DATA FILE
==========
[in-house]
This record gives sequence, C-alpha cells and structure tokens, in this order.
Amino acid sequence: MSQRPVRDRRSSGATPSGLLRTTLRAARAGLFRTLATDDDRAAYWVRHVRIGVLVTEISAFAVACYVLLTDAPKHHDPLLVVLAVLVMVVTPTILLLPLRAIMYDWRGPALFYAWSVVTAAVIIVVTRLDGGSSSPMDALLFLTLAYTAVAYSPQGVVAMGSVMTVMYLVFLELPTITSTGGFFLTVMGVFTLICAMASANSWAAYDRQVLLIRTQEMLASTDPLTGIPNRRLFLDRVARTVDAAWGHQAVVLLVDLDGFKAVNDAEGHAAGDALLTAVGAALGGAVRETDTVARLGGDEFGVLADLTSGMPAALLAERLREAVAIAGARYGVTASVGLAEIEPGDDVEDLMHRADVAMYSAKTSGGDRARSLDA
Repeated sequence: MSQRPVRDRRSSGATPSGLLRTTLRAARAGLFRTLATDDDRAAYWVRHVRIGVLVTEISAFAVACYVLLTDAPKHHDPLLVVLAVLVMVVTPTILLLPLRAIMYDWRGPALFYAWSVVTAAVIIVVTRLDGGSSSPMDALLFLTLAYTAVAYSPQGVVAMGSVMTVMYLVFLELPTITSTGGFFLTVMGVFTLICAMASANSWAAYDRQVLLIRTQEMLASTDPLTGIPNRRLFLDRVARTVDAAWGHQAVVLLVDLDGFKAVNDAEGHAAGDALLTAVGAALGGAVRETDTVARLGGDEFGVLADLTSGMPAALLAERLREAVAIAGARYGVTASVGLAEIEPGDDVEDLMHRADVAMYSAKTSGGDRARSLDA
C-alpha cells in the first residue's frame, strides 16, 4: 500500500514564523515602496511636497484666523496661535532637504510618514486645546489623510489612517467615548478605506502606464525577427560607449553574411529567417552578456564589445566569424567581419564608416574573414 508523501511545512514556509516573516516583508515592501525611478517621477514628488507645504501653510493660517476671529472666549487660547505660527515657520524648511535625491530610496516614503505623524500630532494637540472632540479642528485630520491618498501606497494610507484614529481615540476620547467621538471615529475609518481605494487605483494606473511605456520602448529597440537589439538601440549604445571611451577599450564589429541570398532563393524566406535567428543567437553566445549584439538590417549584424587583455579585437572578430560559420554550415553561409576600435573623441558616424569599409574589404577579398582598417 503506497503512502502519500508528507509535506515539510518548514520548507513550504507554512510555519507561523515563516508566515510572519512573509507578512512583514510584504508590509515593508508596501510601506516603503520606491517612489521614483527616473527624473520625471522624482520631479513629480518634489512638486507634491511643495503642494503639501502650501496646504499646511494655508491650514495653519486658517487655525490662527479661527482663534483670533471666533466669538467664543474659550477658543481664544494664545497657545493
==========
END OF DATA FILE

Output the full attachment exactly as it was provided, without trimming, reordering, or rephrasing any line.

[in-house]
This record gives sequence, C-alpha cells and structure tokens, in this order.
Amino acid sequence: MSQRPVRDRRSSGATPSGLLRTTLRAARAGLFRTLATDDDRAAYWVRHVRIGVLVTEISAFAVACYVLLTDAPKHHDPLLVVLAVLVMVVTPTILLLPLRAIMYDWRGPALFYAWSVVTAAVIIVVTRLDGGSSSPMDALLFLTLAYTAVAYSPQGVVAMGSVMTVMYLVFLELPTITSTGGFFLTVMGVFTLICAMASANSWAAYDRQVLLIRTQEMLASTDPLTGIPNRRLFLDRVARTVDAAWGHQAVVLLVDLDGFKAVNDAEGHAAGDALLTAVGAALGGAVRETDTVARLGGDEFGVLADLTSGMPAALLAERLREAVAIAGARYGVTASVGLAEIEPGDDVEDLMHRADVAMYSAKTSGGDRARSLDA
Repeated sequence: MSQRPVRDRRSSGATPSGLLRTTLRAARAGLFRTLATDDDRAAYWVRHVRIGVLVTEISAFAVACYVLLTDAPKHHDPLLVVLAVLVMVVTPTILLLPLRAIMYDWRGPALFYAWSVVTAAVIIVVTRLDGGSSSPMDALLFLTLAYTAVAYSPQGVVAMGSVMTVMYLVFLELPTITSTGGFFLTVMGVFTLICAMASANSWAAYDRQVLLIRTQEMLASTDPLTGIPNRRLFLDRVARTVDAAWGHQAVVLLVDLDGFKAVNDAEGHAAGDALLTAVGAALGGAVRETDTVARLGGDEFGVLADLTSGMPAALLAERLREAVAIAGARYGVTASVGLAEIEPGDDVEDLMHRADVAMYSAKTSGGDRARSLDA
C-alpha cells in the first residue's frame, strides 16, 4: 500500500514564523515602496511636497484666523496661535532637504510618514486645546489623510489612517467615548478605506502606464525577427560607449553574411529567417552578456564589445566569424567581419564608416574573414 508523501511545512514556509516573516516583508515592501525611478517621477514628488507645504501653510493660517476671529472666549487660547505660527515657520524648511535625491530610496516614503505623524500630532494637540472632540479642528485630520491618498501606497494610507484614529481615540476620547467621538471615529475609518481605494487605483494606473511605456520602448529597440537589439538601440549604445571611451577599450564589429541570398532563393524566406535567428543567437553566445549584439538590417549584424587583455579585437572578430560559420554550415553561409576600435573623441558616424569599409574589404577579398582598417 503506497503512502502519500508528507509535506515539510518548514520548507513550504507554512510555519507561523515563516508566515510572519512573509507578512512583514510584504508590509515593508508596501510601506516603503520606491517612489521614483527616473527624473520625471522624482520631479513629480518634489512638486507634491511643495503642494503639501502650501496646504499646511494655508491650514495653519486658517487655525490662527479661527482663534483670533471666533466669538467664543474659550477658543481664544494664545497657545493